His next short film was ‘Inshuti’ (friends) in 2013. Seburikoko started in 2015 and Niyitegeka explained that the series was created by Wilson Misago Nelly, who was a co-actor in ‘Inshuti’.
“The film was to be based on all aspects of rural life and I fit in because I have toiled and lived it all. After piloting the first few episodes, the Rwanda Broadcasting Agency (RBA) approved that we could work together.”
Goodbye to teaching
At the time, he was a fulltime teacher at Groupe Scolaire Kimironko in Kigali. But he was “forced to make a tough decision” because his acting role in the new film would not be combined with fulltime teaching job.
“I was compelled to officially say goodbye to teaching and go act fully in Seburikoko. I had also become an actor in the radio drama, ‘Indamutsa’, at Radio Rwanda as well as another play, ‘Impano n’impamba’, a serial drama involving the UNFPA. I thought that whatever the case, I would not fail to earn a living”.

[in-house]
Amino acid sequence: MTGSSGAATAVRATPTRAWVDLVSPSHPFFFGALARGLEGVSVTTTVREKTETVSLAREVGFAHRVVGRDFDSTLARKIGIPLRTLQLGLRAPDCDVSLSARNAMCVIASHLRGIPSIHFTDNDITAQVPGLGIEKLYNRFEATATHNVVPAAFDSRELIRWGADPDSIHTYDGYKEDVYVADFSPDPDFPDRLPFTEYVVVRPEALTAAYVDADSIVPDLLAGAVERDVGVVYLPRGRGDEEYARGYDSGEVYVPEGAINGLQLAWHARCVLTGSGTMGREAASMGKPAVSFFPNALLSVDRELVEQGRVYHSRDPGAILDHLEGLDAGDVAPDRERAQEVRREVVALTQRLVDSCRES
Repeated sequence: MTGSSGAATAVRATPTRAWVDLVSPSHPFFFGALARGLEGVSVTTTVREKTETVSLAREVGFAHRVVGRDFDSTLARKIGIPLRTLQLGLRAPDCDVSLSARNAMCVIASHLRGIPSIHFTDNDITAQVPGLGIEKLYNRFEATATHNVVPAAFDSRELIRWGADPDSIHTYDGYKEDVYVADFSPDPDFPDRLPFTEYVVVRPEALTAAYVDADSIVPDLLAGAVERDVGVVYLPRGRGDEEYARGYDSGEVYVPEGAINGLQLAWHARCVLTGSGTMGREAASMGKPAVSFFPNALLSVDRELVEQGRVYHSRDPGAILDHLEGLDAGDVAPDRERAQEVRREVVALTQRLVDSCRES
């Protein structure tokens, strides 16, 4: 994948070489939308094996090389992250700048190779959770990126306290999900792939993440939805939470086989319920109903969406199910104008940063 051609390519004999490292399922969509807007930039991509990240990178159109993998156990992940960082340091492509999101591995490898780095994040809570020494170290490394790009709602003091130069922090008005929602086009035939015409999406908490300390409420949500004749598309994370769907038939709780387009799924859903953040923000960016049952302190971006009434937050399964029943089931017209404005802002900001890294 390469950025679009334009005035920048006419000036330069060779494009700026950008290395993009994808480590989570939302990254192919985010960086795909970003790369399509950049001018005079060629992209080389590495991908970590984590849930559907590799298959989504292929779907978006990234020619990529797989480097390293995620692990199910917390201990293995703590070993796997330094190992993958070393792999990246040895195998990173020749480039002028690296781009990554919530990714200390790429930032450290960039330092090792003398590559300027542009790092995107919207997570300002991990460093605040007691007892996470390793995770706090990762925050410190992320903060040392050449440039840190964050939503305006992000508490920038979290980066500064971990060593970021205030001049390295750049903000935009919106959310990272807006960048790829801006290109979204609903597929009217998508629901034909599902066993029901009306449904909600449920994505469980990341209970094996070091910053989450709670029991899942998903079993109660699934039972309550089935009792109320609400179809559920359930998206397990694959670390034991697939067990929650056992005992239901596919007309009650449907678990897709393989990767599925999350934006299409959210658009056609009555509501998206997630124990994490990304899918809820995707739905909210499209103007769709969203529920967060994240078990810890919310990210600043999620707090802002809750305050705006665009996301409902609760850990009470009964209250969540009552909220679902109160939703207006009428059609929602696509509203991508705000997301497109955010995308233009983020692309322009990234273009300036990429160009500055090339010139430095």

With a take home teacher’s salary of about Rwf118, 000, he worried about what would happen if his acting career failed. But he risked it anyway. At the time, a teacher with a university degree earned a salary of Rwf135,000.
His acting roles as well as emceeing at weddings, he hoped, would help make ends meet.
“If all went well, I earned around Rwf200,000 a month from acting and emceeing alone. But let’s be careful here; a teacher had medical insurance and the right to a bank loan plus the recognition and other things which an actor is not guaranteed. That is why moving on scared me,” said the actor.